remotely and in that very moment the root user is perfectly able to read them. With the HE
instead, they can be managed in an encrypted form.
In the Chapter 4 we discuss the future works, and what could be done in order to make all the
ideas described in this thesis effective.
23In cryptography, RSA (which stands for Rivest, Shamir and Adleman who first publicly described it) is an
algorithm for public-key cryptography.
24TrueCrypt is a software application used for on-the-fly encryption (OTFE).
Chapter 2
Data privacy in Desktop as a Service
This chapter describes what are the main problems related to what happens or could happen
if our data are stored in the Cloud and the service provider is not trusted by us. The main
countermeasure one should take is, of course, the encryption of personal files, or data in general,
but many considerations like performances or usability have to be made.
2.1 Introduction to Cloud Computing
During the last years, a new idea has born: the Cloud Computing. Before the coming of this new
idea, the Grid Computing was the main infrastructure idea which consists to make a combination
of computer resources to reach a common target. The Cloud Computing got the upper hand on
the Grid for many reasons. For instance, the Grid Computing is distributed computation oriented
and the application running on the Grid should be designed in a specific way to reach a unique
target; furthermore, in this circumstance all the resources are going to be used unconditionally,
drifting away from the idea to supply for a real service. As regard the Cloud Computing instead,
the resources are distributed as well as heterogeneous, and the general idea is to supply for services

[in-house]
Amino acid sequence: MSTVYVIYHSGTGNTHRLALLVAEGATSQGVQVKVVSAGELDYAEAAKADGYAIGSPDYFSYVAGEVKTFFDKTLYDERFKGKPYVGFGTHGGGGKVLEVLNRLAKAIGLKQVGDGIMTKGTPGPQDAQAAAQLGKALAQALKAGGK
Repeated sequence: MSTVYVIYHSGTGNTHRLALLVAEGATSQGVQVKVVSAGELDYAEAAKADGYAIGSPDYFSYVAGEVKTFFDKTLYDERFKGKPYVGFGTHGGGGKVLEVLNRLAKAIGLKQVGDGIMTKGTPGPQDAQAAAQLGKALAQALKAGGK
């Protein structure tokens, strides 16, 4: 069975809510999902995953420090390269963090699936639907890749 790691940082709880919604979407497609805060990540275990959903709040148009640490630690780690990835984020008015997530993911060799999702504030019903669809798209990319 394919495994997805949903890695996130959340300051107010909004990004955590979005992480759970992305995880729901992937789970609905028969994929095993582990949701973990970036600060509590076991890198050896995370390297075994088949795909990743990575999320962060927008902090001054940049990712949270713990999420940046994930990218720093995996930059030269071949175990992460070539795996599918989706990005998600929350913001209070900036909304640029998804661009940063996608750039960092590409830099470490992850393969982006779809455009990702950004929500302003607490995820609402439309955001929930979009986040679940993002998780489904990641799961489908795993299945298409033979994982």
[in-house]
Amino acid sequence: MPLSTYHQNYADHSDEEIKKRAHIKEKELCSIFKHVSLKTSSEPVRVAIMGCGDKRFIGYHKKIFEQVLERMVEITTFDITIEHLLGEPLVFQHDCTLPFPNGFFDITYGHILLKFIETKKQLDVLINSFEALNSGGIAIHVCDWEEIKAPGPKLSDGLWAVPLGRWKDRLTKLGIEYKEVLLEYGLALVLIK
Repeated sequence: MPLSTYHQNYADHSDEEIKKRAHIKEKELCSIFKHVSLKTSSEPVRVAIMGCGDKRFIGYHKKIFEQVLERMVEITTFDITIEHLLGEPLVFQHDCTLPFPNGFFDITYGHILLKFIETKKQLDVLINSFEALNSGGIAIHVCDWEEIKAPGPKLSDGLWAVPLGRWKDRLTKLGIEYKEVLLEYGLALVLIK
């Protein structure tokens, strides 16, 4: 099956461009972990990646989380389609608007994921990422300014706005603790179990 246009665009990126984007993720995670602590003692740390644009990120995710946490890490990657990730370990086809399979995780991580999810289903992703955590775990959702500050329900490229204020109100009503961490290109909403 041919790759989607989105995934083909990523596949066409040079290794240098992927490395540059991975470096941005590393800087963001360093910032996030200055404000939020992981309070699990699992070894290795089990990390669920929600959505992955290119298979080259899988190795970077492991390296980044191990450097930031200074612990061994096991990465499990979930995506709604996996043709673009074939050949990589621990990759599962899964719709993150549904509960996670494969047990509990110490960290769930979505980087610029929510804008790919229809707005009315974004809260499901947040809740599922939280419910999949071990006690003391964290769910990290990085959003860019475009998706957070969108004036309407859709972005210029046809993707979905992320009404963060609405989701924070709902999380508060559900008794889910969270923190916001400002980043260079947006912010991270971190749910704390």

for the customers. The idea of Cloud Computing may be realized in many ways, so for this reason
there is not a precise scheme representing it. As a matter of fact, if one thinks to the Cloud
Computing, can imagine the Internet where a lot of technologies communicate between themselves
(see Figure 2.1). Hardware and software resources are made available on the Internet, and can be
used remotely. This means that if we are dealing with a Cloud Computing application, it doesn’t
necessary run on our PC but it may be running somewhere in the Cloud, using the system resources
given by third parties. In general, a Cloud Computing Service Provider, owns a lot of powerful
Servers due to the necessity to instantiate, a huge quantity of virtual machines in order to supply
for any service the customer wants. The use of virtualization is very wide in Cloud Computing and
for this reason a lot of computational power is needed; actually a customer can have the necessity
to rent a system with specific hardware and software requirements which can be very high and
this can be accomplished by vendors only having a lot of hardware and software resources. This
necessity can be better understood if one thinks to the fact that each Service Provider may have a
Figure 2.1: The Cloud Computing idea.
massive number of customers.
The name Cloud Computing comes from the fact that, the Cloud represents the Internet and
the computation happens somewhere in the Cloud. For this reason one can exploit the resources
placed in some place in the network.
The Cloud Computing is represented by three models[13]: